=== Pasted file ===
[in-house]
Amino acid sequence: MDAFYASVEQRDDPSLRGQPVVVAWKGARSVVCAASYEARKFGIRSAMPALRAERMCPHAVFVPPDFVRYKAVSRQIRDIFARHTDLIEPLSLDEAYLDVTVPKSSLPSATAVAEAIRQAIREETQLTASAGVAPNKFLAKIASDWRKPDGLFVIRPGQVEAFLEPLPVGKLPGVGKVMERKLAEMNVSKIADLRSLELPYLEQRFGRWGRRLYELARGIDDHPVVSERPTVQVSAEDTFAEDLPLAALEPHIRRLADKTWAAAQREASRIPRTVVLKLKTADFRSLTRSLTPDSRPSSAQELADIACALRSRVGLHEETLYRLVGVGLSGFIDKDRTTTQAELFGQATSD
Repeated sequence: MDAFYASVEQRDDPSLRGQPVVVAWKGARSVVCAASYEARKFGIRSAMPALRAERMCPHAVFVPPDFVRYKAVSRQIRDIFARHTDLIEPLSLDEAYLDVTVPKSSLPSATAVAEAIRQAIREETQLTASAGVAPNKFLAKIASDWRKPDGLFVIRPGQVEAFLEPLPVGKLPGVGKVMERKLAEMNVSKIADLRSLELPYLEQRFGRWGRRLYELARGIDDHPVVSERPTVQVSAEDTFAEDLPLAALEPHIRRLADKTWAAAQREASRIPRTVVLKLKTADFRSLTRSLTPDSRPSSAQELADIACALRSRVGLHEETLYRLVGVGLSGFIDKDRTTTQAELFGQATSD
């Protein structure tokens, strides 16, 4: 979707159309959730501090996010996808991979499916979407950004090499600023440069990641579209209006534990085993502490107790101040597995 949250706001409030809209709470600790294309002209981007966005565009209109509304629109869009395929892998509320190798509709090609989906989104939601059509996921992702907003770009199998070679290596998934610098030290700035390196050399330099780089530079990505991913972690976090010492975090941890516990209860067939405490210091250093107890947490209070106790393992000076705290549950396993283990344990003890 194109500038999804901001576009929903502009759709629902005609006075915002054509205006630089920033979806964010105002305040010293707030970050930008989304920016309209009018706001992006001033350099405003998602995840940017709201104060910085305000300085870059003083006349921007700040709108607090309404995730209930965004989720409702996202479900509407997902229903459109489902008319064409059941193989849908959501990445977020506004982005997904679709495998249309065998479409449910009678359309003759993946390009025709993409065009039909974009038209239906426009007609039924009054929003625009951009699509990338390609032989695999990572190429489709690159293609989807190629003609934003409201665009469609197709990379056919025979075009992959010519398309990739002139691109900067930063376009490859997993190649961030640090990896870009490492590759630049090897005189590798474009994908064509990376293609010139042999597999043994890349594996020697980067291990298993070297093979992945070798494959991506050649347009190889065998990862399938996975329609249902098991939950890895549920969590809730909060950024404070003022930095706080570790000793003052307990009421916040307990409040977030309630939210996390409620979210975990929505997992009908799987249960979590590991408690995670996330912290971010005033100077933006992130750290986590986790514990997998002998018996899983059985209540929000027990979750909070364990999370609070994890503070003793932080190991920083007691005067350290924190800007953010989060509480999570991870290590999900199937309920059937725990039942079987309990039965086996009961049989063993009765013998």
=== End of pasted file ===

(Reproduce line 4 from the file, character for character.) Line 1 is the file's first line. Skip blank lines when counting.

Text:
């Protein structure tokens, strides 16, 4: 979707159309959730501090996010996808991979499916979407950004090499600023440069990641579209209006534990085993502490107790101040597995 949250706001409030809209709470600790294309002209981007966005565009209109509304629109869009395929892998509320190798509709090609989906989104939601059509996921992702907003770009199998070679290596998934610098030290700035390196050399330099780089530079990505991913972690976090010492975090941890516990209860067939405490210091250093107890947490209070106790393992000076705290549950396993283990344990003890 194109500038999804901001576009929903502009759709629902005609006075915002054509205006630089920033979806964010105002305040010293707030970050930008989304920016309209009018706001992006001033350099405003998602995840940017709201104060910085305000300085870059003083006349921007700040709108607090309404995730209930965004989720409702996202479900509407997902229903459109489902008319064409059941193989849908959501990445977020506004982005997904679709495998249309065998479409449910009678359309003759993946390009025709993409065009039909974009038209239906426009007609039924009054929003625009951009699509990338390609032989695999990572190429489709690159293609989807190629003609934003409201665009469609197709990379056919025979075009992959010519398309990739002139691109900067930063376009490859997993190649961030640090990896870009490492590759630049090897005189590798474009994908064509990376293609010139042999597999043994890349594996020697980067291990298993070297093979992945070798494959991506050649347009190889065998990862399938996975329609249902098991939950890895549920969590809730909060950024404070003022930095706080570790000793003052307990009421916040307990409040977030309630939210996390409620979210975990929505997992009908799987249960979590590991408690995670996330912290971010005033100077933006992130750290986590986790514990997998002998018996899983059985209540929000027990979750909070364990999370609070994890503070003793932080190991920083007691005067350290924190800007953010989060509480999570991870290590999900199937309920059937725990039942079987309990039965086996009961049989063993009765013998």